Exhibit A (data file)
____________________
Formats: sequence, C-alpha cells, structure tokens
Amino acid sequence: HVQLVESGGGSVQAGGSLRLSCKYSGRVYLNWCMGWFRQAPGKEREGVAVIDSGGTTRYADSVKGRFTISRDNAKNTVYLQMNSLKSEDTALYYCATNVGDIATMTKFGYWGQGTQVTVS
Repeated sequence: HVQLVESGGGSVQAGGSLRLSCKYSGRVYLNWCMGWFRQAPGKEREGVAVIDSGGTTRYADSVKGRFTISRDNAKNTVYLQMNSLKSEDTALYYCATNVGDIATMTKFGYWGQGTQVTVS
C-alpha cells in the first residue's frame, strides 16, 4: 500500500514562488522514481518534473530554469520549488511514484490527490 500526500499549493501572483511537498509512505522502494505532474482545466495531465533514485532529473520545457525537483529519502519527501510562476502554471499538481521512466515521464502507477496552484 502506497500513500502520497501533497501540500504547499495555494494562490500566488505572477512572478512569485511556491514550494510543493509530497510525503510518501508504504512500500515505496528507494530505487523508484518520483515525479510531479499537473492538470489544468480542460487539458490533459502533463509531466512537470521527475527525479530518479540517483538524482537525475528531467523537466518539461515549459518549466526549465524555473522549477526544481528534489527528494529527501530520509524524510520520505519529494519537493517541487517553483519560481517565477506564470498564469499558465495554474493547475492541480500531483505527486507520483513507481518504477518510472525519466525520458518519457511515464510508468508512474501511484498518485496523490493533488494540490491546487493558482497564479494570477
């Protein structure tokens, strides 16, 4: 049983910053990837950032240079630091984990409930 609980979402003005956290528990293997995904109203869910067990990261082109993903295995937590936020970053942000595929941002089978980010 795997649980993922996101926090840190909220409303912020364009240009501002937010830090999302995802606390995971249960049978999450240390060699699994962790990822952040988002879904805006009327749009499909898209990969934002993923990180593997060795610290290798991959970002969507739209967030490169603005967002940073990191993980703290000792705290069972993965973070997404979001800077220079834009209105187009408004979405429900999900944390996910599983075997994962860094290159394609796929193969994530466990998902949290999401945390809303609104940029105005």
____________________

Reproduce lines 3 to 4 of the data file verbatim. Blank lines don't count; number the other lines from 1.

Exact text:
Repeated sequence: HVQLVESGGGSVQAGGSLRLSCKYSGRVYLNWCMGWFRQAPGKEREGVAVIDSGGTTRYADSVKGRFTISRDNAKNTVYLQMNSLKSEDTALYYCATNVGDIATMTKFGYWGQGTQVTVS
C-alpha cells in the first residue's frame, strides 16, 4: 500500500514562488522514481518534473530554469520549488511514484490527490 500526500499549493501572483511537498509512505522502494505532474482545466495531465533514485532529473520545457525537483529519502519527501510562476502554471499538481521512466515521464502507477496552484 502506497500513500502520497501533497501540500504547499495555494494562490500566488505572477512572478512569485511556491514550494510543493509530497510525503510518501508504504512500500515505496528507494530505487523508484518520483515525479510531479499537473492538470489544468480542460487539458490533459502533463509531466512537470521527475527525479530518479540517483538524482537525475528531467523537466518539461515549459518549466526549465524555473522549477526544481528534489527528494529527501530520509524524510520520505519529494519537493517541487517553483519560481517565477506564470498564469499558465495554474493547475492541480500531483505527486507520483513507481518504477518510472525519466525520458518519457511515464510508468508512474501511484498518485496523490493533488494540490491546487493558482497564479494570477